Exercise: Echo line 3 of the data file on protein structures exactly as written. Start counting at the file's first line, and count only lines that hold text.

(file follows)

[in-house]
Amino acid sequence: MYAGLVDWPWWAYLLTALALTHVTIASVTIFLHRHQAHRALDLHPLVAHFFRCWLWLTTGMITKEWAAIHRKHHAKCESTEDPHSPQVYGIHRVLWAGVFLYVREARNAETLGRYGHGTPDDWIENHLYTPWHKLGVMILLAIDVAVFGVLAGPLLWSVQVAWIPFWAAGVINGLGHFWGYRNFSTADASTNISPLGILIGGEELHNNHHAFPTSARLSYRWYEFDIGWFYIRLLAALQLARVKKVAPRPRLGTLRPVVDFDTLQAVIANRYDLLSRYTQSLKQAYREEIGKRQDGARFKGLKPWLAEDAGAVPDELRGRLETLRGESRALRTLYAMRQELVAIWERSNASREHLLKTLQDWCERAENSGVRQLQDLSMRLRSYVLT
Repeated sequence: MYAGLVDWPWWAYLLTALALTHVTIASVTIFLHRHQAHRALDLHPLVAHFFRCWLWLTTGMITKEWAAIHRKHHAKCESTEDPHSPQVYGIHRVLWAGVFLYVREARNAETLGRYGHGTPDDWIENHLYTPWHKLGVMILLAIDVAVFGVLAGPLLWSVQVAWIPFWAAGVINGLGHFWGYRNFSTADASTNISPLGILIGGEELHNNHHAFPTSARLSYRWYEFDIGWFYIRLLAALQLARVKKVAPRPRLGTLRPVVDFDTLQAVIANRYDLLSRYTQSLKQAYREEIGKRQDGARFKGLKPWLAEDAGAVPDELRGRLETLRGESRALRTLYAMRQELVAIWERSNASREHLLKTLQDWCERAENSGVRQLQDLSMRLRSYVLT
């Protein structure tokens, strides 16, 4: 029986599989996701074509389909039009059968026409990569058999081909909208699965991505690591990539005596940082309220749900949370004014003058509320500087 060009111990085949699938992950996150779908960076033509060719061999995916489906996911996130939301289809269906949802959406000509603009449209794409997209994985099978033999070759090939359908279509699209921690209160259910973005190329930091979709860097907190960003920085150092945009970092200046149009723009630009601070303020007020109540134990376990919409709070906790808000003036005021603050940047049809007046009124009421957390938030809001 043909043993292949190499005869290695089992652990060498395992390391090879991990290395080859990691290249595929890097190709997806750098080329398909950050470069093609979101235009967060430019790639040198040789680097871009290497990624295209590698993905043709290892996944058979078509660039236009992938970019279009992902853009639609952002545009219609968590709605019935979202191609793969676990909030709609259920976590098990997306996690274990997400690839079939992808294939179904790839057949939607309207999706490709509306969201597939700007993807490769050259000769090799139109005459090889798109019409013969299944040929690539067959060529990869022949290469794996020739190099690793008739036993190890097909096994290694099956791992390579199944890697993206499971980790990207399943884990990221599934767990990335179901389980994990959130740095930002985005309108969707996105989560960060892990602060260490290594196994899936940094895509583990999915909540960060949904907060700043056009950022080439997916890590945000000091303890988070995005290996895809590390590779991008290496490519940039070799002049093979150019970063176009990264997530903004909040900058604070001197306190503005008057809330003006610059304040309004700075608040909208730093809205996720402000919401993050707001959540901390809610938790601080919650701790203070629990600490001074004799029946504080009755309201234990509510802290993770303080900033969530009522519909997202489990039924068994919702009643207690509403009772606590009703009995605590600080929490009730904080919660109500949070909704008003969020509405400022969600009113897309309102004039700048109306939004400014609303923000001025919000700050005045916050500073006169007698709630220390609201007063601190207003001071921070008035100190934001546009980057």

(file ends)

Repeated sequence: MYAGLVDWPWWAYLLTALALTHVTIASVTIFLHRHQAHRALDLHPLVAHFFRCWLWLTTGMITKEWAAIHRKHHAKCESTEDPHSPQVYGIHRVLWAGVFLYVREARNAETLGRYGHGTPDDWIENHLYTPWHKLGVMILLAIDVAVFGVLAGPLLWSVQVAWIPFWAAGVINGLGHFWGYRNFSTADASTNISPLGILIGGEELHNNHHAFPTSARLSYRWYEFDIGWFYIRLLAALQLARVKKVAPRPRLGTLRPVVDFDTLQAVIANRYDLLSRYTQSLKQAYREEIGKRQDGARFKGLKPWLAEDAGAVPDELRGRLETLRGESRALRTLYAMRQELVAIWERSNASREHLLKTLQDWCERAENSGVRQLQDLSMRLRSYVLT